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Author Topic: Few Qs  (Read 560 times)
angryskills
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« on: January 25, 2017, 04:05:36 PM »

So what all do you really need to start up a yoyo "company?"

As far as manufacturing and anodizing?

What else?

Just looking for some general info Cheesy

Thanks much Cheesy

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« Reply #1 on: January 25, 2017, 04:22:30 PM »

money

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angryskills
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« Reply #2 on: January 25, 2017, 04:27:52 PM »

money

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*Everyone else*  Feel free to respond (none of my questions have been answered)
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« Reply #3 on: January 25, 2017, 06:11:45 PM »

I haven't started a yoyo company so take what I say with a grain of salt:

-Name
-Logo
-Mottos are nice (not necessary)
-Have direction: know why you started this company and where you want it to go. Without this you are not a company, you are just someone who makes expensive toys.
-money (of course)
-well thought out yoyo designs that actually work! (very very important)
-either you need a person to make the yoyos for you or a lot more money to get the tools to make your own.
-good relationships and contacts with people in the community. These people can help in so many ways. They can help guide you or directly help you with things from machining, designing (the art and yoyos), retailing, wholesale parts and materials, and so on

That's a small list of random things I could think of! Smiley


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andy569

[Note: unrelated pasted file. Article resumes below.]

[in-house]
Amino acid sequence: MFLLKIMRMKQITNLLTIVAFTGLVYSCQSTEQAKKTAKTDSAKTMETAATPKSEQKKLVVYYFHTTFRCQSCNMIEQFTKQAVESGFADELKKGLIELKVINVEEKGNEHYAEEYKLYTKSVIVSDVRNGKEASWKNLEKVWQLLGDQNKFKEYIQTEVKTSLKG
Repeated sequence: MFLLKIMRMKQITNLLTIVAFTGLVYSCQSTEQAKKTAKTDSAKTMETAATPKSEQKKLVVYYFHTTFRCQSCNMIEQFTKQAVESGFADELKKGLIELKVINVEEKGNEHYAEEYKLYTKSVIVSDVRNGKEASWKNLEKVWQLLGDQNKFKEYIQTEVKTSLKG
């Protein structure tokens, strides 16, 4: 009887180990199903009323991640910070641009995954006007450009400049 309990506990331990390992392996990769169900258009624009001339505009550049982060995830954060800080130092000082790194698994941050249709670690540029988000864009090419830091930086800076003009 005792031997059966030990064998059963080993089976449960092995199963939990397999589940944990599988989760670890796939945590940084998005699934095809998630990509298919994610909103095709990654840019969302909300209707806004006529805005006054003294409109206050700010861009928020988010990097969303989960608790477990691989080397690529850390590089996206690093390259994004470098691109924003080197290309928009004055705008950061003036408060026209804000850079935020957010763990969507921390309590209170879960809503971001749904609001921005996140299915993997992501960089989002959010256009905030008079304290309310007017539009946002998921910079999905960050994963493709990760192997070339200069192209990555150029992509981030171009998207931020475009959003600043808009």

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« Reply #4 on: January 25, 2017, 06:51:08 PM »

The market is flooded right now. As of now it's extremely hard to get even a semi-successful company going unless you seriously know what your doing.

Machining and anodizing are the most basic stuff when it comes to making yoyos and if you aren't familiar with it by now you probably aren't experienced enough, skilled enough, or yoyo'd long enough to be considering starting a company that people would be interested in any time soon.

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WH0TH3MAN
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« Reply #5 on: January 25, 2017, 07:11:41 PM »

Machining and anodizing are the most basic stuff when it comes to making yoyos and if you aren't familiar with it by now you probably aren't experienced enough, skilled enough, or yoyo'd long enough to be considering starting a company that people would be interested in any time soon.

It was just a question Wink if no one ever informs people about this, if they don't talk to people and ask questions, they will never know. Learning is all about making mistakes and NOT ALREADY KNOWING. Just my two cents Wink

I think we have had a few topics about machinists 6 months back or so. I would check there for any questions you have and then take it from there! Smiley


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andy569
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« Reply #6 on: January 25, 2017, 07:30:07 PM »

It was just a question Wink if no one ever informs people about this, if they don't talk to people and ask questions, they will never know. Learning is all about making mistakes and NOT ALREADY KNOWING. Just my two cents Wink

I think we have had a few topics about machinists 6 months back or so. I would check there for any questions you have and then take it from there! Smiley